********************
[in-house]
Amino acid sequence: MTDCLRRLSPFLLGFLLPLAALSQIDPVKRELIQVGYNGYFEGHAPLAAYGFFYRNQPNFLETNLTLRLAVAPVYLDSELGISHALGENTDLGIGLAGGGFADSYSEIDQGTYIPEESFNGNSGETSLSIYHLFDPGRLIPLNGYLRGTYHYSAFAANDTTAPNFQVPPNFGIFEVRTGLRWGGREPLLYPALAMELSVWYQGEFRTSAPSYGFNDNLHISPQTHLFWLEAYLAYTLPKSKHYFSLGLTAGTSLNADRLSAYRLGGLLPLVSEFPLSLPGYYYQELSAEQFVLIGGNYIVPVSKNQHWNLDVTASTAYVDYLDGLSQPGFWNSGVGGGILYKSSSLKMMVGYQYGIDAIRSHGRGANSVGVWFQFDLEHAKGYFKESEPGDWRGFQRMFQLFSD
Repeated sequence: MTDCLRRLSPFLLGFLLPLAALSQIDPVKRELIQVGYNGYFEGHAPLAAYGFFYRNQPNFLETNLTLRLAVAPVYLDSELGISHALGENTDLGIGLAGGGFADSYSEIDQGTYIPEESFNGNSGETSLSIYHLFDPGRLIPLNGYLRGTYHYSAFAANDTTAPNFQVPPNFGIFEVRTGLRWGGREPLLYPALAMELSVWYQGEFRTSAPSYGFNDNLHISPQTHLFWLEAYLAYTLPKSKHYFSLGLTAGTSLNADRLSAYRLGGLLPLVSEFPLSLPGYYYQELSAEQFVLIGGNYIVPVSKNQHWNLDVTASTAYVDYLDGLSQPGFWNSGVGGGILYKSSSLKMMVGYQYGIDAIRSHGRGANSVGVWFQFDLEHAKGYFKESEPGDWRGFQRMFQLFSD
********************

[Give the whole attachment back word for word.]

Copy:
[in-house]
Amino acid sequence: MTDCLRRLSPFLLGFLLPLAALSQIDPVKRELIQVGYNGYFEGHAPLAAYGFFYRNQPNFLETNLTLRLAVAPVYLDSELGISHALGENTDLGIGLAGGGFADSYSEIDQGTYIPEESFNGNSGETSLSIYHLFDPGRLIPLNGYLRGTYHYSAFAANDTTAPNFQVPPNFGIFEVRTGLRWGGREPLLYPALAMELSVWYQGEFRTSAPSYGFNDNLHISPQTHLFWLEAYLAYTLPKSKHYFSLGLTAGTSLNADRLSAYRLGGLLPLVSEFPLSLPGYYYQELSAEQFVLIGGNYIVPVSKNQHWNLDVTASTAYVDYLDGLSQPGFWNSGVGGGILYKSSSLKMMVGYQYGIDAIRSHGRGANSVGVWFQFDLEHAKGYFKESEPGDWRGFQRMFQLFSD
Repeated sequence: MTDCLRRLSPFLLGFLLPLAALSQIDPVKRELIQVGYNGYFEGHAPLAAYGFFYRNQPNFLETNLTLRLAVAPVYLDSELGISHALGENTDLGIGLAGGGFADSYSEIDQGTYIPEESFNGNSGETSLSIYHLFDPGRLIPLNGYLRGTYHYSAFAANDTTAPNFQVPPNFGIFEVRTGLRWGGREPLLYPALAMELSVWYQGEFRTSAPSYGFNDNLHISPQTHLFWLEAYLAYTLPKSKHYFSLGLTAGTSLNADRLSAYRLGGLLPLVSEFPLSLPGYYYQELSAEQFVLIGGNYIVPVSKNQHWNLDVTASTAYVDYLDGLSQPGFWNSGVGGGILYKSSSLKMMVGYQYGIDAIRSHGRGANSVGVWFQFDLEHAKGYFKESEPGDWRGFQRMFQLFSD